New York- So weird. A week ago today I was getting thrown around Long Island City by 90 mph gales as Hurricane Sandy thrashed Queen’s over gentrified littoral while NYPD barked on loudspeakers through sheets of rain not to get near the piers while shooting photos. In the interim, houses were smashed and burned, whole boardwalk areas ravaged and now tens of thousands of people are not homeless from one day to the next. But most of the lasting damage was hyper localized to where people in midtown and uptown areas of Manhattan had their lives interrupted only when the subways were demobilized all over the city as a precaution. I trekked around in an effort to do what I could to document the crisis–with an image from this blog getting selected for New York Magazine’s Sandy portfolio “What We Saw When the Lights Went Out.”
Many, many improvements have been quickly made, particularly in the areas of Manhattan that were politically and economically prioritized. But in the outskirts of the so-called outer-boroughs, people may likely freeze tonight, out of sight, out of mind from the rest of this city. People will shiver in the cold shadow of tomorrow’s mega ego election where a wobbly incumbent who’s carried out highly dubious extra-judicial assassinations of American citizens in Yemen, faces off against a “weird Mormon billionaire” as an old friend of mine put it (though he’s only worth a paltry reported $250 million).
As largely toothless idioms like “the new normal” and neologisms like “superstorm” were thrown around all week by politicians and media figures, significant change will not occur until long outdated thought paradigms are cast aside forever, a highly unlikely proposition. Americans have been brainwashed for the last decade that Sunni terrorism of the Salafi-jihadi strain is the biggest threat to their survival (or messianic Shia Twelver state warfare from Iran if one is a Likudnik).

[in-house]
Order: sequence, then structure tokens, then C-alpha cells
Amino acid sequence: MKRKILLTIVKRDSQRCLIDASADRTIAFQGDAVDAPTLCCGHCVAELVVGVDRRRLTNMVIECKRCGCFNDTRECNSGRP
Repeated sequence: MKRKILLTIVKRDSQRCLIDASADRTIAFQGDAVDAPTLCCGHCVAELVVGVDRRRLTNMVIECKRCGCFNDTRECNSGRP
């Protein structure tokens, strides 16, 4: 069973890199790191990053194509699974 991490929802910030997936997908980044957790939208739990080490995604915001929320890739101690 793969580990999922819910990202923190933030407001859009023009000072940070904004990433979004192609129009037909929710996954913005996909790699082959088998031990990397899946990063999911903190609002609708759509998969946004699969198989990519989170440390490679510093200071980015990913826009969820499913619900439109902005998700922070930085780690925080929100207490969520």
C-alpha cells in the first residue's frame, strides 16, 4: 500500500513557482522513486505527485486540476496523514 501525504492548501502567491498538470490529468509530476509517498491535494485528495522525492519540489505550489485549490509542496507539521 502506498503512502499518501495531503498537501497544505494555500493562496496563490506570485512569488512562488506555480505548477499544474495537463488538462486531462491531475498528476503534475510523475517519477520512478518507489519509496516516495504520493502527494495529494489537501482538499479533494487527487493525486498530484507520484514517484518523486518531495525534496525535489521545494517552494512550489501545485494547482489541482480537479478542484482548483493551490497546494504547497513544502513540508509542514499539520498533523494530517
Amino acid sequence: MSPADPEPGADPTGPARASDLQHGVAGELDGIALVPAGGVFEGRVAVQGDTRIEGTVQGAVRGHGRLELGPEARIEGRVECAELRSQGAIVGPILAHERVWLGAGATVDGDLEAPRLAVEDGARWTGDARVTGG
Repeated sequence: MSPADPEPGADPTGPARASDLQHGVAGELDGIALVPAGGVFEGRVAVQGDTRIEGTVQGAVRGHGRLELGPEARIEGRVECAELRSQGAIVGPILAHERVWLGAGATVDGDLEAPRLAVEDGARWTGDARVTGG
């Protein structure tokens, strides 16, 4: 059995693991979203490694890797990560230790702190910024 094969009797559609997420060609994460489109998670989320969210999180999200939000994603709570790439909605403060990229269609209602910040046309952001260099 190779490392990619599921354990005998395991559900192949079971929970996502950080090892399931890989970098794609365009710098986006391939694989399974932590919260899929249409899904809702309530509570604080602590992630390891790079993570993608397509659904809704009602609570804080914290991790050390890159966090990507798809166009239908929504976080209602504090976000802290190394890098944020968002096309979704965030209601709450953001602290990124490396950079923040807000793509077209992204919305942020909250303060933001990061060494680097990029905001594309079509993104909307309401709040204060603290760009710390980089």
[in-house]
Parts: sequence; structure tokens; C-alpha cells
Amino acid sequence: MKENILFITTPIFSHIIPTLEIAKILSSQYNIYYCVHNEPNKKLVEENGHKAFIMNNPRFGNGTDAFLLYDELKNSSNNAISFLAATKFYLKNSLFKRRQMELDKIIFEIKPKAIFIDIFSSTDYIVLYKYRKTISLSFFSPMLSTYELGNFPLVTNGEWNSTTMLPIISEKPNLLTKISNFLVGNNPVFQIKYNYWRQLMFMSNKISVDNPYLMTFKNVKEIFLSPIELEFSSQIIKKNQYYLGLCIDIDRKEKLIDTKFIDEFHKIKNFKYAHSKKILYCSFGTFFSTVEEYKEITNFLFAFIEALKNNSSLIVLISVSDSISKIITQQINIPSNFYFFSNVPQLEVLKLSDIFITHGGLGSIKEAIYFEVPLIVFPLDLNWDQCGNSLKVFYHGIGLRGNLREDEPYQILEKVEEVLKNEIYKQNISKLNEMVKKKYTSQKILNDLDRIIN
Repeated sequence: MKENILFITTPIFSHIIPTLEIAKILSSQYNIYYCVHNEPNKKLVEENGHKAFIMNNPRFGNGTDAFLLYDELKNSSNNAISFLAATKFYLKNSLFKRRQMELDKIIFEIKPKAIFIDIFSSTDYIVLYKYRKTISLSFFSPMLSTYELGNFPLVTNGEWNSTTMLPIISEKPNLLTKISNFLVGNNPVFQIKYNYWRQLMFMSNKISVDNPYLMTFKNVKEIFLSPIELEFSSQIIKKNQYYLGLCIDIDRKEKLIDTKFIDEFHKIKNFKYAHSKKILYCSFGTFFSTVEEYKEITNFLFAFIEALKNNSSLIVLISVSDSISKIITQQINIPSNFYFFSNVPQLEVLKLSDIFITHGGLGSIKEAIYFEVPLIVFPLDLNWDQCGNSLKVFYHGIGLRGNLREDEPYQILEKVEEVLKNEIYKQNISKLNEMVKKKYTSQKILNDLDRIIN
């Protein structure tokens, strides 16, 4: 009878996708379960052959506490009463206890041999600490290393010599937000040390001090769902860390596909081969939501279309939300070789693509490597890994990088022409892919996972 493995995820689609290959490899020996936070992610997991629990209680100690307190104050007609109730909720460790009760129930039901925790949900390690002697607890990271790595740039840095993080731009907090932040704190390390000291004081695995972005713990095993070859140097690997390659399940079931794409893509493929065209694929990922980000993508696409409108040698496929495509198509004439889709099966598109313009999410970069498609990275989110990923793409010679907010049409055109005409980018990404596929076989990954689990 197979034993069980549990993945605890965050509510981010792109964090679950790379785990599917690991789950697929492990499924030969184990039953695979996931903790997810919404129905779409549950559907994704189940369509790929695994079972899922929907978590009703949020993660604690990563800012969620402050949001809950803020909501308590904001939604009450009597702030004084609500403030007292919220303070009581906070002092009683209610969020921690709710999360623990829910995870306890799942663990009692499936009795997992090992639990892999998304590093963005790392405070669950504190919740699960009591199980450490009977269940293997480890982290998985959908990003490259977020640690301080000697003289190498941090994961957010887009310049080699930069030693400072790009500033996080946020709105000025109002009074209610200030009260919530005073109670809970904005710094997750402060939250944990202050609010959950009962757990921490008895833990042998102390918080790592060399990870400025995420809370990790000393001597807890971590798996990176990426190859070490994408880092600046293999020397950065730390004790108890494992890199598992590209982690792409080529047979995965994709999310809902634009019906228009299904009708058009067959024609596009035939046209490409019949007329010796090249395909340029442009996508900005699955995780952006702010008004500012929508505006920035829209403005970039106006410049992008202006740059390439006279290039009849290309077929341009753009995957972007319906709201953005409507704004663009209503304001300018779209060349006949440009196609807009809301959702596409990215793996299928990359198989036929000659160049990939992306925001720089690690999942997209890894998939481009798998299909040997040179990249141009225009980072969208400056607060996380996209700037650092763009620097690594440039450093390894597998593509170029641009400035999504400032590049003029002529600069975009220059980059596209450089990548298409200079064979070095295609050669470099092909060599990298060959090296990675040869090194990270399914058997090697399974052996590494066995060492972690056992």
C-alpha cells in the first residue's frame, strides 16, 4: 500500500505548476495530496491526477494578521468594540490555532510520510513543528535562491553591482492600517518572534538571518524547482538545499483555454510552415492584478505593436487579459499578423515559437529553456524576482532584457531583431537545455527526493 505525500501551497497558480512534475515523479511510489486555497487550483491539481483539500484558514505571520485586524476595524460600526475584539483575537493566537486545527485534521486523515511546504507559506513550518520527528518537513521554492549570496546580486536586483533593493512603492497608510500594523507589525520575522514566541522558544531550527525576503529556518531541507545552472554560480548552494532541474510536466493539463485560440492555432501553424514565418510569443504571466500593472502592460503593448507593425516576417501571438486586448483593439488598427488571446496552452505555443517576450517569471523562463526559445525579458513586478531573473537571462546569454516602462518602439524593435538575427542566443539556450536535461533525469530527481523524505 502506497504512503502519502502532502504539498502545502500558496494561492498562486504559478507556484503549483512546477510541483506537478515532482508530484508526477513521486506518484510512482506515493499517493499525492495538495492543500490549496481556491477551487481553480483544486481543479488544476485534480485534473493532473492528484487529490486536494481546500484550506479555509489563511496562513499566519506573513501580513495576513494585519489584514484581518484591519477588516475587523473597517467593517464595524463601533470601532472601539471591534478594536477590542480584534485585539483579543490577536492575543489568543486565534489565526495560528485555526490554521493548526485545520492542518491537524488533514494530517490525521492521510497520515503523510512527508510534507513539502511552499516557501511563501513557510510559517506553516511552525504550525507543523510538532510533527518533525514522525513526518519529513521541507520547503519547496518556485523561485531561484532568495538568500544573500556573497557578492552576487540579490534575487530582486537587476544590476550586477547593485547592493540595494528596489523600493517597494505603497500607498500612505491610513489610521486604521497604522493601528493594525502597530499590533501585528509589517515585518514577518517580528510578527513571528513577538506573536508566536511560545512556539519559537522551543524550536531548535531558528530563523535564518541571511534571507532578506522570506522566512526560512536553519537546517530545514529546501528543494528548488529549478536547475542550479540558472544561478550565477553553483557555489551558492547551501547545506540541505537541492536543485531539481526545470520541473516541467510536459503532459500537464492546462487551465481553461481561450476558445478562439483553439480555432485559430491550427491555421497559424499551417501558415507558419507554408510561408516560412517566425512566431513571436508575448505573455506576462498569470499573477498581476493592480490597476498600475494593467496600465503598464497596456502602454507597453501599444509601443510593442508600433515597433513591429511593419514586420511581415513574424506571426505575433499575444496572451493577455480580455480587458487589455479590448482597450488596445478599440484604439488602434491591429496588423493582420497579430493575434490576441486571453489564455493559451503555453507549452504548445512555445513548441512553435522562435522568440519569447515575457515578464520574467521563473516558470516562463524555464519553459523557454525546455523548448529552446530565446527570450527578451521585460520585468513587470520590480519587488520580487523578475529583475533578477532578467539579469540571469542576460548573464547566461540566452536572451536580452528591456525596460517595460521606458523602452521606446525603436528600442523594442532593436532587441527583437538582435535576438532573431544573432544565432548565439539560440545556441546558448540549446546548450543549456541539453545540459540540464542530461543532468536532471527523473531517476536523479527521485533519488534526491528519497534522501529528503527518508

This narrative is only remotely believable if one narrowly views the struggle for and within humanity as amongst various interpretations of monotheisms. Rubbish. The fundamental threat to human survival is a catastrophic misreading of the environment, human and animal evolution, and the development of the solar system we inhabit. The media and politicos are extremely unhelpful in this regard describing the violent characteristics of a terrifying natural occurrence like Sandy using terms like “deluge” and “biblical proportions.”
Not to say these forces in the world are not genuine threats but they are a mere blip during the long evolutionary march of history. The terror wars have spawned a vast and mostly unregulated and hence unaccountable security industry that is now here to stay. Fear Inc. has been very profitable for some but has provided little palpable public benefit beyond those personally enriched by constantly over stating imminent threats on the horizon. In this period, the global environmental crisis has carried on untended to as the proverbial ‘elephant in the room.’ Developing a smarter, faster drone air force to chase finite “bad guys” in the world’s ungoverned geography is far less challenging than confronting large scale glacial meltdown and rising sea levels.
New York Governor Andrew Cuomo encapsulated my point perfectly the other day with this quote: “[Utility companies] They’re regulated by the public service commission. The utilities were not created in the Bible. They’re not in the Old Testament. They’re not in the New Testament. God never said, ‘New York shall have these utilities forever, and Con Ed is the utility, and there’s nothing you can do about it. It’s really not in the Bible.” Here is a case of a frustrated, angry political leader–perhaps without giving such a statement much rational forethought–injecting and legitimating Abrahamic themes into the public discourse thereby doing a great disservice to his millions of constituents by obfuscating the real history and nature of…nature.
Figures like Cuomo are not wont to offhandedly riff on the Jurassic Period or the Mesozoic Era during such a public tirade but perhaps they should. Referencing Noah in an era of bitter and confused climate change debate certainly isn’t helpful. Western observers scoff at Iranian President Mahmoud Ahmadinejad for hailing the sought after return on the Mahdi–the promised return of the Twelfth Imam who has been in a state of occultation since he ‘disappeared’ during the year 874 A.D. But are American leaders pandering to the masses really all that different in this respect?
We need more reasoned, empirical science and far less politicized seance if people are to grasp the environmental threats that lay before them and realize the inherent grand context of such events. It shall be no easy task. The “March of Unreason” continues.